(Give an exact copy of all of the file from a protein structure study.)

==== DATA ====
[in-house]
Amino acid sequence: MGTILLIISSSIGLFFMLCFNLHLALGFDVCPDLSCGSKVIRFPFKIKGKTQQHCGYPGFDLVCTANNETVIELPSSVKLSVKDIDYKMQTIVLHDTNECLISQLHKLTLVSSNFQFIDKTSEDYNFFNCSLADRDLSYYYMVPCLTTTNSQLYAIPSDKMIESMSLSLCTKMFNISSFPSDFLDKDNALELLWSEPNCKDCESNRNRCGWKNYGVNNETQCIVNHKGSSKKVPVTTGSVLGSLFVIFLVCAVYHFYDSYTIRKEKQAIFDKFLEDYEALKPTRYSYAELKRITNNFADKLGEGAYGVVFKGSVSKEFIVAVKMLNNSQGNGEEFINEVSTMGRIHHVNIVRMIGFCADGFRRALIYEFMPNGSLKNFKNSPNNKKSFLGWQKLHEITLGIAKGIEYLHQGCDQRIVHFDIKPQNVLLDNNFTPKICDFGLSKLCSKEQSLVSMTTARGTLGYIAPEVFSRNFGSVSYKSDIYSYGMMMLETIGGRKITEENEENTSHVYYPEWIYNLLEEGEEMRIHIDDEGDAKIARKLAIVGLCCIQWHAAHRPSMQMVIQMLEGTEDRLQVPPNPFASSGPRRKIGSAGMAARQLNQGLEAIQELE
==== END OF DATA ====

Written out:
[in-house]
Amino acid sequence: MGTILLIISSSIGLFFMLCFNLHLALGFDVCPDLSCGSKVIRFPFKIKGKTQQHCGYPGFDLVCTANNETVIELPSSVKLSVKDIDYKMQTIVLHDTNECLISQLHKLTLVSSNFQFIDKTSEDYNFFNCSLADRDLSYYYMVPCLTTTNSQLYAIPSDKMIESMSLSLCTKMFNISSFPSDFLDKDNALELLWSEPNCKDCESNRNRCGWKNYGVNNETQCIVNHKGSSKKVPVTTGSVLGSLFVIFLVCAVYHFYDSYTIRKEKQAIFDKFLEDYEALKPTRYSYAELKRITNNFADKLGEGAYGVVFKGSVSKEFIVAVKMLNNSQGNGEEFINEVSTMGRIHHVNIVRMIGFCADGFRRALIYEFMPNGSLKNFKNSPNNKKSFLGWQKLHEITLGIAKGIEYLHQGCDQRIVHFDIKPQNVLLDNNFTPKICDFGLSKLCSKEQSLVSMTTARGTLGYIAPEVFSRNFGSVSYKSDIYSYGMMMLETIGGRKITEENEENTSHVYYPEWIYNLLEEGEEMRIHIDDEGDAKIARKLAIVGLCCIQWHAAHRPSMQMVIQMLEGTEDRLQVPPNPFASSGPRRKIGSAGMAARQLNQGLEAIQELE